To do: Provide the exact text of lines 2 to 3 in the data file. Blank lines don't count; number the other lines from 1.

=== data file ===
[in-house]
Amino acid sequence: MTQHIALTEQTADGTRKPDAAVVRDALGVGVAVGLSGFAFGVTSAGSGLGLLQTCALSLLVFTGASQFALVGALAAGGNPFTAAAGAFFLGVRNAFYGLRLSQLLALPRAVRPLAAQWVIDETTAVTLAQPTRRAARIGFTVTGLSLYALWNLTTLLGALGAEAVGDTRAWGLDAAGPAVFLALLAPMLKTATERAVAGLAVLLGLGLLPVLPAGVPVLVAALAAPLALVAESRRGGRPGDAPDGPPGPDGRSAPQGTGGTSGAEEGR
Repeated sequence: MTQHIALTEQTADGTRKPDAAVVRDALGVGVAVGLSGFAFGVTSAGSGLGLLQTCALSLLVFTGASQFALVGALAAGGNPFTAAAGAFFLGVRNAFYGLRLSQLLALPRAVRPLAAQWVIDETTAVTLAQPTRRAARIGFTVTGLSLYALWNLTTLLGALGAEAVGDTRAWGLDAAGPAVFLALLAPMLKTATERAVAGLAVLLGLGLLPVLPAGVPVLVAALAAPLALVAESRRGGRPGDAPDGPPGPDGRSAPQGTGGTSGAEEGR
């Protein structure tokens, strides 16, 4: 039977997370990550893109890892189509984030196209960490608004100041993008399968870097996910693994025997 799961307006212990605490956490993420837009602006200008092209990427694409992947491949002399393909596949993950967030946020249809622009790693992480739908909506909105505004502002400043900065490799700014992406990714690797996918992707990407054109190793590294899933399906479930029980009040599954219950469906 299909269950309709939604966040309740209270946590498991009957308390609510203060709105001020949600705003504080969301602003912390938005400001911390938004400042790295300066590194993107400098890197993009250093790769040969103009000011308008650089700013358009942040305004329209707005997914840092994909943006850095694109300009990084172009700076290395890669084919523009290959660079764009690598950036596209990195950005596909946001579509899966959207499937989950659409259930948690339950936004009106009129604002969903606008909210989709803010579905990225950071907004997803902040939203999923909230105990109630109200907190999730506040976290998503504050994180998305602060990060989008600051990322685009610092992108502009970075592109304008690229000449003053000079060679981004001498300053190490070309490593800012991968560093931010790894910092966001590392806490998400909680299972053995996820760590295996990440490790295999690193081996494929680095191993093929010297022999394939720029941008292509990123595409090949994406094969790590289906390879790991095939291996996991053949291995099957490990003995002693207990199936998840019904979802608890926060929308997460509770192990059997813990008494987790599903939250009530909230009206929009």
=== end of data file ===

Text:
Amino acid sequence: MTQHIALTEQTADGTRKPDAAVVRDALGVGVAVGLSGFAFGVTSAGSGLGLLQTCALSLLVFTGASQFALVGALAAGGNPFTAAAGAFFLGVRNAFYGLRLSQLLALPRAVRPLAAQWVIDETTAVTLAQPTRRAARIGFTVTGLSLYALWNLTTLLGALGAEAVGDTRAWGLDAAGPAVFLALLAPMLKTATERAVAGLAVLLGLGLLPVLPAGVPVLVAALAAPLALVAESRRGGRPGDAPDGPPGPDGRSAPQGTGGTSGAEEGR
Repeated sequence: MTQHIALTEQTADGTRKPDAAVVRDALGVGVAVGLSGFAFGVTSAGSGLGLLQTCALSLLVFTGASQFALVGALAAGGNPFTAAAGAFFLGVRNAFYGLRLSQLLALPRAVRPLAAQWVIDETTAVTLAQPTRRAARIGFTVTGLSLYALWNLTTLLGALGAEAVGDTRAWGLDAAGPAVFLALLAPMLKTATERAVAGLAVLLGLGLLPVLPAGVPVLVAALAAPLALVAESRRGGRPGDAPDGPPGPDGRSAPQGTGGTSGAEEGR